Date: 24th September 2008 at 11:53am
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After Keegan, Parky Should Know Size Of U`s Gamble

Vital Colchester regular Matt Calmus returns with his verdict on Geraint Williams` departure and asks whether popular possible replacement Phil Parkinson would be ready to gamble on his status as a town hero by taking up a second spell with the troubled Essex club.

Former Colchester United manager Geraint Williams scribbled his own epitaph long before headline writers at the East Anglian Daily Times seized the gift yesterday. He once called his team a victim of their own success. On Monday, Williams paid the ultimate price for that self-mutilating remark with his job.

Those in Colchester are saying the same thing about their ex-Welsh wonder that fans of Manchester City, or indeed England, used to tender about Sven-Göran Eriksson; lucky manager, they said, past tense. Williams’ two terms in charge saw the side fall from best-ever, enjoying the all-time high of a 10th-place finish in the Championship, to worst. In 2007/8, they plundered just 38 points, the least seen at the side’s now-demolished ground.

For the record, after 111 games played (five as caretaker), the Welshman won 32 games, losing 47. The stat gives a neutral, sit-on-the-fence, toss-a-coin kind of picture of the man`s winning ability.
That`s roughly the perceived reflection of his character from fans who have heard his teatime interviewers most Saturdays since July 2006. Unfair?

Williams thought so, speaking last summer: “As always, the buck stops with me the manager. For some people who don`t know me and think my calm demeanour means I have no passion, it may have been a little insight into my true personality and the hurt I have felt having lost so many games.” What Williams could never escape was the accusation of being merely a PiG in a WiG.

Parkinson is God, they used to scream at the top of their lungs from somewhere within Layer Road`s crumbling interior as Williams` predecessor Phil Parkinson took a middling team of off-cuts, rejects and keen youngsters, transforming them into a bunch of League One world-beaters with an unthinkable promotion. Williams, like Steve McClaren, was forever hindered by his steadfast ways and links to an old regime, a brighter past.

The Parky era was one of glitz. It went as far as Chelsea`s Stamford Bridge before he got all bug-eyed and saw the pound-signs being doled-out by Chairmen elsewhere. When Williams took up the winning baton, he too was ordained as a darling of the terraces. Promotion euphoria acted as the springboard and performance-booster that lasted almost two campaigns. The victory mentality, and all that, was a myth come true; Colchester`s XI became like Popeye on spinach in a parade destined very-nearly for the Premier League.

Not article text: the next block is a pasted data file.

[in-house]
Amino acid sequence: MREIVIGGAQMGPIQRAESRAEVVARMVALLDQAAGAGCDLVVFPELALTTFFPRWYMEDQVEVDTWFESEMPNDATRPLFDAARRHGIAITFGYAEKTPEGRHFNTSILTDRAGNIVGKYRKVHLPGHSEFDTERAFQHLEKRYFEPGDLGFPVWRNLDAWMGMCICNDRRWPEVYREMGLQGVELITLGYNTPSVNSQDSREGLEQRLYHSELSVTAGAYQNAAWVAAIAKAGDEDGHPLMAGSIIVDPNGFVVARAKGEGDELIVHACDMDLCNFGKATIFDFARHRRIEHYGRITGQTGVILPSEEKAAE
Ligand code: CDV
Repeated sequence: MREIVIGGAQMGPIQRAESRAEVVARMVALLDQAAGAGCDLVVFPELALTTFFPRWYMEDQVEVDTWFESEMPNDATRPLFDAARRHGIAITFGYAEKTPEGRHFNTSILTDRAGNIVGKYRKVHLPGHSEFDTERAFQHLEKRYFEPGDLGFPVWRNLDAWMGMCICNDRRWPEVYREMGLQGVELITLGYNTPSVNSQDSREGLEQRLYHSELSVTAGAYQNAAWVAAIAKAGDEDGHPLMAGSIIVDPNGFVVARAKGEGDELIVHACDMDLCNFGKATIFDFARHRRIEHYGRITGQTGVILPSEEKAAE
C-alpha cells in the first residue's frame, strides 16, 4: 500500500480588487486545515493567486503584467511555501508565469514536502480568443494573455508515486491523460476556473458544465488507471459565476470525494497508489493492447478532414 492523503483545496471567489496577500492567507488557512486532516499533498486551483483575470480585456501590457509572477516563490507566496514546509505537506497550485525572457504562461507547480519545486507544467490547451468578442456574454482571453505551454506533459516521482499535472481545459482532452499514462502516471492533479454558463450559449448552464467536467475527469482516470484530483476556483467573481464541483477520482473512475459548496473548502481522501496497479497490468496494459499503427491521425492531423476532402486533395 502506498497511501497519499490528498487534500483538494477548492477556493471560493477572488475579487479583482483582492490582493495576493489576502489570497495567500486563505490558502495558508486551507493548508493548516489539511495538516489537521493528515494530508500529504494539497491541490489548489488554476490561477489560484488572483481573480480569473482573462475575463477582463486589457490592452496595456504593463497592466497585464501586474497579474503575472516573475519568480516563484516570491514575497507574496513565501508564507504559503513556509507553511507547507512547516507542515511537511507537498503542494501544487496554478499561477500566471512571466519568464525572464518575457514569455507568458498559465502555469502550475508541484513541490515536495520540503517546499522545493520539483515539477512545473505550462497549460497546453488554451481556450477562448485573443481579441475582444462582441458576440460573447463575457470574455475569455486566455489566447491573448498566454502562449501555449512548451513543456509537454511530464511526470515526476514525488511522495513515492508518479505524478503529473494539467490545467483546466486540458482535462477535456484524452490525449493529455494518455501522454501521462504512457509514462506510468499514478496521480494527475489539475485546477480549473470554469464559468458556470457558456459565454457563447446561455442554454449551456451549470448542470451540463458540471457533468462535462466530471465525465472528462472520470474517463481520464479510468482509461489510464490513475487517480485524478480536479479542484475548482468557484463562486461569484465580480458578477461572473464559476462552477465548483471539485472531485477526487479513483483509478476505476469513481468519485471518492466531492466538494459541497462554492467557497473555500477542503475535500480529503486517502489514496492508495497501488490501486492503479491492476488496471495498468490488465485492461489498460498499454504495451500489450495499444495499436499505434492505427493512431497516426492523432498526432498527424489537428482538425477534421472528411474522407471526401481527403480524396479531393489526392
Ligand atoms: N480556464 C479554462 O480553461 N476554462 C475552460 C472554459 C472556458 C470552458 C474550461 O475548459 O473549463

The harshest assessors say Williams destroyed a winning team. In reality, the finest flock of players in Colchester United history were birds flown, not released. They chose to quit the sometimes claustrophobic environment at United`s old stadium for life`s finer things; bigger salaries and a little more unconditional love, although seldom have these players excelled elsewhere. Williams, more importantly, was been left to pick up the toll.

Owner Robbie Cowling was obviously not prepared to gamble on the fact that his team manager might be able to recover from a dreadful start to the season and so delay his sacking at least until the first days of winter. What cannot be ignored is that the manager appeared had little tactical nous beyond a simple 4-4-2 formation during all his games; it involves the English standard of lumping balls towards a huge centre-forward. Blitzkrieg with a ball is fine, when it works.

Phil Parkinson is still held in such high regard that the local media and scripting him back in as the next Colchester boss already today. At times like these, it remains hard to tell if the papers just print, or actually manufacture, the news but he was spotted recently at the club`s brand-new stadium for a reserve clash featuring Ipswich Town.

A Bring Back Parky campaign is all very well for selling the papers, but actually hiring him could be a retrograde step, because it would symbolise United`s desperation to recreate a closed chapter in their history. If Parkinson does re-arrive, he`ll have to win promotion, or face the mob, which isn`t quite how it happened last time.

Arguably, because of the way he walked out after sensationally bungee-jumping League One in 2005/6, he has some unfinished business to attend to with the U`s. He`ll walk in enrobed on a rich red carpet, sure, but could leave with blood on his face.

Is the Messiah willing to gamble on the remainder of his legacy as the tracksuited hero for a shot at repeating his greatest feats in Colchester`s pressure-cooker environment? Only he knows, but there is a long fall from Mount Olympus. Just ask Kevin Keegan.


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